1. Every genre of writing has a ‘syntax’ and a series of paradigms. (Think eg the rom-com). The syntax is the storyline-structure-plot. The paradigms are the protagonists and settings. Select a story: are you going to change the syntax? Paradigms? Both?
2. An author is someone who plays with genres, motifs, syntaxes, paradigms, expressions, rhetoric and the audience expectations written in to all these aspects of writing. We learn these expectations through reading loads and writing loads for audiences.
3. ‘Audience’ is not just the real reader(s). Every text implies an audience who know/like eg the language it’s written in, the choice of words , the motifs and allusions, the genre, the rhetorical devices, the similarity/alteration in syntax/paradigms .
4. Every time we want to describe a person or thing having introduced him/her/it we can choose whether to use a ‘which/that/who’ type expression or start a new sentence with a he/she/it/this/that/these type. The second is often more informal, more like speech.
5. If you ‘front load’ too many sentences one after the other, with phrases, clauses and adverbs that come before the sentence’s main action, the reader will tire/get lost/get bored.
6. Expressing an ‘argument’ in fiction/non-fiction is greatly affected by whether each sentence is or is not part of the argument. Digression tells more about the person arguing than the argument itself. Fine, if that’s intended! If not, get rid.
7. Surprise in fiction may be that we were reading the story as a genre, which built expectations, but the writer broke from the genre by altering the usual syntax and/or one or more paradigms and/or introducing an unusual motif.
8. ‘Character’ in text is made up of only the ‘signifiers’ we give them through words in the story eg thru speech, thought, description of action, others’ viewpoints. Ultimately ‘character’ in fiction only matters when it ‘engages’ in action, like a cog getting in gear.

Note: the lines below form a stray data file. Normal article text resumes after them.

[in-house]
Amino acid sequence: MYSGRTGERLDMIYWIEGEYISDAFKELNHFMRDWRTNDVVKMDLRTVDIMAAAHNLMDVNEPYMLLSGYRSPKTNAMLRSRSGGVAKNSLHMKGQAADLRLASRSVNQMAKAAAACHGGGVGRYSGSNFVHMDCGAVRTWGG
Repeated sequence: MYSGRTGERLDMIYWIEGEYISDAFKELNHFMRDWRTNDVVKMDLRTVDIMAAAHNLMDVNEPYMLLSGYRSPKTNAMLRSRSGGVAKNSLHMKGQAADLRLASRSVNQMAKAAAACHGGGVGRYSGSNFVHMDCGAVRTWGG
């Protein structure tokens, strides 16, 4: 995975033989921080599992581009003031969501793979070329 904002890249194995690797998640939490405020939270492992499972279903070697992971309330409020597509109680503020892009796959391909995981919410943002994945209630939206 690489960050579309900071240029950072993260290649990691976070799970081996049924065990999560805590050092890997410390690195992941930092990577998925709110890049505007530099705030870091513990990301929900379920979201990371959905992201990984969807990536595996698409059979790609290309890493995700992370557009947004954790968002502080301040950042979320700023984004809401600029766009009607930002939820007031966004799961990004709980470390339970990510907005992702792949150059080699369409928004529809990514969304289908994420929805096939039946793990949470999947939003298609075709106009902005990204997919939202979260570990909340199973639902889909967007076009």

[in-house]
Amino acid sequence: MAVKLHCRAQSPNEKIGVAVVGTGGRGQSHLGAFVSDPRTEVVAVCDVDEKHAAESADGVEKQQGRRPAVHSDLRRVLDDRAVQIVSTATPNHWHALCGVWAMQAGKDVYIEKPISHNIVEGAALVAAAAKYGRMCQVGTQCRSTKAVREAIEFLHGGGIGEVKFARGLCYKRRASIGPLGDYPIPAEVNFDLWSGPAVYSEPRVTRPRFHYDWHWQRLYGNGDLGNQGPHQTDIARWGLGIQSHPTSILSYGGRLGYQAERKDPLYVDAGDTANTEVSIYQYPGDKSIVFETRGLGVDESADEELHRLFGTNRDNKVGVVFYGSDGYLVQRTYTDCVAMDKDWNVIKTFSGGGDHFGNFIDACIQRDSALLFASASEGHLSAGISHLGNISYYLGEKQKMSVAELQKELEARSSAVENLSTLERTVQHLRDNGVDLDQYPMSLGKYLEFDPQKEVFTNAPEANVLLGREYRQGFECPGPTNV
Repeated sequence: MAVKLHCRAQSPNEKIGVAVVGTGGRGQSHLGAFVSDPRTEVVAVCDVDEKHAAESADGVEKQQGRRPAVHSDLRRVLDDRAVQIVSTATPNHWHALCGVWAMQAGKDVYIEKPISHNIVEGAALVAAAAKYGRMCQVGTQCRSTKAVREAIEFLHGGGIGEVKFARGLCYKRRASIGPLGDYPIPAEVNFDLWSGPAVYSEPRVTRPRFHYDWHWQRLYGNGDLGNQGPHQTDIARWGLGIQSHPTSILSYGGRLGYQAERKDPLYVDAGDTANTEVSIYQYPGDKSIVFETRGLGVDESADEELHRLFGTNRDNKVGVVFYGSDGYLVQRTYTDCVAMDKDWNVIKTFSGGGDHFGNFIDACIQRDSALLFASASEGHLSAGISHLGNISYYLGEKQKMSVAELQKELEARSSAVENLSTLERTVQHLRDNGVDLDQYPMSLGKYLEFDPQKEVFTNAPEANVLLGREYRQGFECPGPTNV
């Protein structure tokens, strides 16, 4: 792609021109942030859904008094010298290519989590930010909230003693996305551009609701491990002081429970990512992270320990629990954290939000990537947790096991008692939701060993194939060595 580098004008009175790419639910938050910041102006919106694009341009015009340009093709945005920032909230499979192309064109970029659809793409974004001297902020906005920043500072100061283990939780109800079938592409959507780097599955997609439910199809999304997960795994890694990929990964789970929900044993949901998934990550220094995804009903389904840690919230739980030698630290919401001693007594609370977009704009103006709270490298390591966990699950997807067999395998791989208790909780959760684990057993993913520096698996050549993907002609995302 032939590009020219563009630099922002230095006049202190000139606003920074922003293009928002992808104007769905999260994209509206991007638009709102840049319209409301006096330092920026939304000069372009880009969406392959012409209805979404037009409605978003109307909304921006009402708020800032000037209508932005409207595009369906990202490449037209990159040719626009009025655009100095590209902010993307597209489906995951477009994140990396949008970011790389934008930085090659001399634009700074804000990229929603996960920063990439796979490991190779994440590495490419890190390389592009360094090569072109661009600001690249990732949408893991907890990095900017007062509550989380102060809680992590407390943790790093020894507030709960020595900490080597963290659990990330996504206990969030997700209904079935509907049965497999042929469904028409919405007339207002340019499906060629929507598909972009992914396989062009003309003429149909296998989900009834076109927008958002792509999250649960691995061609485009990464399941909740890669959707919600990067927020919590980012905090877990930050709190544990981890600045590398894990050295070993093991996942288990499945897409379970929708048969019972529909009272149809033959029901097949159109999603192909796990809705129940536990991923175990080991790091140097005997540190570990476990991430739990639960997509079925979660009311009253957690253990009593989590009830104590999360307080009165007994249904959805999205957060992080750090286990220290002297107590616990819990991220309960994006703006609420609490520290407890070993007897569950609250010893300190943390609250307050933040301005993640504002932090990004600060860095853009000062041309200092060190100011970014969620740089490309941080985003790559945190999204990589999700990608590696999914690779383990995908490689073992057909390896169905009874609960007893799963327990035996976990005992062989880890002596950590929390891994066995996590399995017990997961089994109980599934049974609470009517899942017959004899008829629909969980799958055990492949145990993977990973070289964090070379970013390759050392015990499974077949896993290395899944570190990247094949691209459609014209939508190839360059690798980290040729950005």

9. The Stith-Thompson Index is an index of story motifs. These are scenes, encounters, ‘moments’ selected and classified from thousands of stories. They are a resource!
10. The viewpoint in non-fiction texts ‘hide’ behind phrases like: ‘it is thought that...’ (by whom?!);’many people have said...’ (who? When? Where? Why?); ‘few would question...’ and unproven adjectives/adverbs: ‘improbable’, ‘celebrated’, ‘thankfully’, ‘universally acclaimed’,
11. Seemingly objective narration can slip a p.o.v. in without readers spotting the ‘bias’ eg ‘It was pointless for her to go on.’ Is this her thought? Or the narrator’s? Or both? Or neither? Ie somehow belonging to the story?!
12. In stories, there are events of the past and future we can relate which ‘thicken’ the text, but there are ‘continuous’ states of mind, outlook etc (past, present or future) we can relate: eg ‘she used to...’,/‘might later like to...’.
13. Who is going to help or hinder the progress of your protagonist(s)? Why? What’s their motive?